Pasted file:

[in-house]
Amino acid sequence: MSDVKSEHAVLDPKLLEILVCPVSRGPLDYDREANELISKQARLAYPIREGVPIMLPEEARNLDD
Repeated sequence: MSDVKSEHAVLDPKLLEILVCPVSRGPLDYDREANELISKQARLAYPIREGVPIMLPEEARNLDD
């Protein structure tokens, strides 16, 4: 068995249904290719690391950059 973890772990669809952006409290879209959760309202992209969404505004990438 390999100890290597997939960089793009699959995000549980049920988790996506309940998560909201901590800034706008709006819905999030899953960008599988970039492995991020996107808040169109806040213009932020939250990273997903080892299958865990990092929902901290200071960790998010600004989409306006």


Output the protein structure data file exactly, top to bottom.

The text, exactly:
[in-house]
Amino acid sequence: MSDVKSEHAVLDPKLLEILVCPVSRGPLDYDREANELISKQARLAYPIREGVPIMLPEEARNLDD
Repeated sequence: MSDVKSEHAVLDPKLLEILVCPVSRGPLDYDREANELISKQARLAYPIREGVPIMLPEEARNLDD
């Protein structure tokens, strides 16, 4: 068995249904290719690391950059 973890772990669809952006409290879209959760309202992209969404505004990438 390999100890290597997939960089793009699959995000549980049920988790996506309940998560909201901590800034706008709006819905999030899953960008599988970039492995991020996107808040169109806040213009932020939250990273997903080892299958865990990092929902901290200071960790998010600004989409306006």